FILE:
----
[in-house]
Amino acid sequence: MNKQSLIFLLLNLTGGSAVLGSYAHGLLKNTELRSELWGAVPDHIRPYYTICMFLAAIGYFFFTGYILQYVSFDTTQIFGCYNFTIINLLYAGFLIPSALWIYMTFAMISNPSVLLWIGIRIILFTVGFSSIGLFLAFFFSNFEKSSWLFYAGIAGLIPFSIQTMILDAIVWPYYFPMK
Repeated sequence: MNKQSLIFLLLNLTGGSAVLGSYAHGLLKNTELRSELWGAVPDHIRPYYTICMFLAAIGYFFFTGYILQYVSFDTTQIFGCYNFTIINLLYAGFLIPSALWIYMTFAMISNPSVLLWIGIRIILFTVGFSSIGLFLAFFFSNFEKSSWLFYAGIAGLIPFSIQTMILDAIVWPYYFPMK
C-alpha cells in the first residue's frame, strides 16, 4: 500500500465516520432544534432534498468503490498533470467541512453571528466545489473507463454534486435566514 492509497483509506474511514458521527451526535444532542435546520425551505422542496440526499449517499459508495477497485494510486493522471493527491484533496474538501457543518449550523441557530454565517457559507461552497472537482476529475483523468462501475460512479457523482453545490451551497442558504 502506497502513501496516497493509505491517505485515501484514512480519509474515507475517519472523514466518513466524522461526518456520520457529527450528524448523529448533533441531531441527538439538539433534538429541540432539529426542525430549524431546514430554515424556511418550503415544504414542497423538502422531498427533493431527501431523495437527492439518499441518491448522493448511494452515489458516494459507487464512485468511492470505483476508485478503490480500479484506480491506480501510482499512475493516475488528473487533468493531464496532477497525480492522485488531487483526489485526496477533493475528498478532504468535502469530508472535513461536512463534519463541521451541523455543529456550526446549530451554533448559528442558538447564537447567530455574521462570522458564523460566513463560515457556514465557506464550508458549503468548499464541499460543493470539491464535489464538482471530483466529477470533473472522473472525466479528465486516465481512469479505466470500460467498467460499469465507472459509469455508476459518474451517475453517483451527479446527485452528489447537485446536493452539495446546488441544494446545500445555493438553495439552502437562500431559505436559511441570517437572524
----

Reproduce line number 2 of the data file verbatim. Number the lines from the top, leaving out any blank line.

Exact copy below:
Amino acid sequence: MNKQSLIFLLLNLTGGSAVLGSYAHGLLKNTELRSELWGAVPDHIRPYYTICMFLAAIGYFFFTGYILQYVSFDTTQIFGCYNFTIINLLYAGFLIPSALWIYMTFAMISNPSVLLWIGIRIILFTVGFSSIGLFLAFFFSNFEKSSWLFYAGIAGLIPFSIQTMILDAIVWPYYFPMK